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Medea Benjamin: Gitmo, Korean Peninsula, "Toxic" U.S.-Saudi Ties Should Top Obama's Agenda in 2016

StoryJanuary 13, 2016
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Guests
Medea Benjamin

co-founder of CodePink.

Medea Benjamin is the co-founder of CodePink, known worldwide for activism in the cause of justice and determination to confront politicians directly. Benjamin has been removed from scores of congressional hearings for speaking out against militarism and torture. In 2013, she famously interrupted President Obama several times to criticize his policies on drones and Guantánamo Bay. At the end of their exchange, Obama said, "The voice of that woman is worth paying attention to." As Obama delivers his final State of the Union, Benjamin outlines her hopes for a foreign policy agenda during his last year in office.


TRANSCRIPT
This is a rush transcript. Copy may not be in its final form.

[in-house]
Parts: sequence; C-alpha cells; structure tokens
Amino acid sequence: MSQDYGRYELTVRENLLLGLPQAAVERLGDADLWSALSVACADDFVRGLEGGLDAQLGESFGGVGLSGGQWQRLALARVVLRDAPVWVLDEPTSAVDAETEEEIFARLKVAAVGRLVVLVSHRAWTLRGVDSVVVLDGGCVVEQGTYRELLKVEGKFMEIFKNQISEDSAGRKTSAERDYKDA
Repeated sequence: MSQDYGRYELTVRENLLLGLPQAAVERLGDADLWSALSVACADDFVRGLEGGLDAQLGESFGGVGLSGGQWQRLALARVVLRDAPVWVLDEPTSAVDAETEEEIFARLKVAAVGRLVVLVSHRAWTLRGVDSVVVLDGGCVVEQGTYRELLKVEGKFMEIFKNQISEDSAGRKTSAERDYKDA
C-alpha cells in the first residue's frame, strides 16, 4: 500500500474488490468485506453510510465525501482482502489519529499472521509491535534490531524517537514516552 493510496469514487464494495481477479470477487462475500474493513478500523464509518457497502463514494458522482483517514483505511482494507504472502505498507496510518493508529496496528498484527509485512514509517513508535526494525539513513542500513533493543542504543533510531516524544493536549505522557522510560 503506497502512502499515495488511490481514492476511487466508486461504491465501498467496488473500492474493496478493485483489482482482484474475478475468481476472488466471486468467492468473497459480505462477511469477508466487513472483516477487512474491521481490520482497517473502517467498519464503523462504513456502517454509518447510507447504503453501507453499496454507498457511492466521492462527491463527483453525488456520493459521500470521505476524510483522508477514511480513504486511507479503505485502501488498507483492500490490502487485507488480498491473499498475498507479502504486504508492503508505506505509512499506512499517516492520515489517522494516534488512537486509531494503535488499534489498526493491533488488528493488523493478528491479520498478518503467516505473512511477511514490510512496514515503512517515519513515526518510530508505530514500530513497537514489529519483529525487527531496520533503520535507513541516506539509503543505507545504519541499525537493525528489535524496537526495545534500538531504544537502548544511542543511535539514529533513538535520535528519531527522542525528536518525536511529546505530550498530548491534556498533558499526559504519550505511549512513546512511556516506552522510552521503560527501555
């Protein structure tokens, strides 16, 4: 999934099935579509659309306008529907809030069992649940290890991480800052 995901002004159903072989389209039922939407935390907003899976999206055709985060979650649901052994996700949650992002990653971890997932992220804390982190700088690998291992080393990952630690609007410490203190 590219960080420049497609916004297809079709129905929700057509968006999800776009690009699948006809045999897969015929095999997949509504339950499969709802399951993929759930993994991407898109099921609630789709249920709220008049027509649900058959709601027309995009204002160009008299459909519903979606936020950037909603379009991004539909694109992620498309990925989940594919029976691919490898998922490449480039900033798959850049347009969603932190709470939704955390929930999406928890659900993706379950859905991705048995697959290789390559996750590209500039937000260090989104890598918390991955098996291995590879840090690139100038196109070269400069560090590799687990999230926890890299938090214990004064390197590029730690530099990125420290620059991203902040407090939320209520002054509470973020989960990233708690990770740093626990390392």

JUAN GONZÁLEZ: I’d like to ask Medea—we have about just less than a minute, but your sense of what the president could still do in his last year, that you would like to see him accomplish?

MEDEA BENJAMIN: Well, certainly, he could use his executive authority to close Guantánamo. I think it’s very important that he do something about the critical state in the Korean Peninsula, and that would be, instead of sending B-2 bombers over North Korea, to start a peace process with North Korea that’s been missing since 1953. And I think that we need to stop the toxic relationship with Saudi Arabia. That’s why we’re organizing a summit in Washington March 5th to 6th, and we hope your listeners will come join us to build a movement against the relationship with Saudi Arabia.

AMY GOODMAN: I want to leave it there, but we’ll continue to cover all of these issues. I want to thank you, Medea Benjamin, co-founder of CodePink. Thanks so much, as well, to Tavis Smiley, public TV and radio broadcaster, journalist; his new book, The Covenant with Black America–Ten Years Later. Thank you to Claudia Palacios, who is a racial and migrant justice activist and a U.S. Marines veteran, and, as well, to Alicia Garza, co-founder of the Black Lives Matter movement, special projects director for the National Domestic Workers Alliance.

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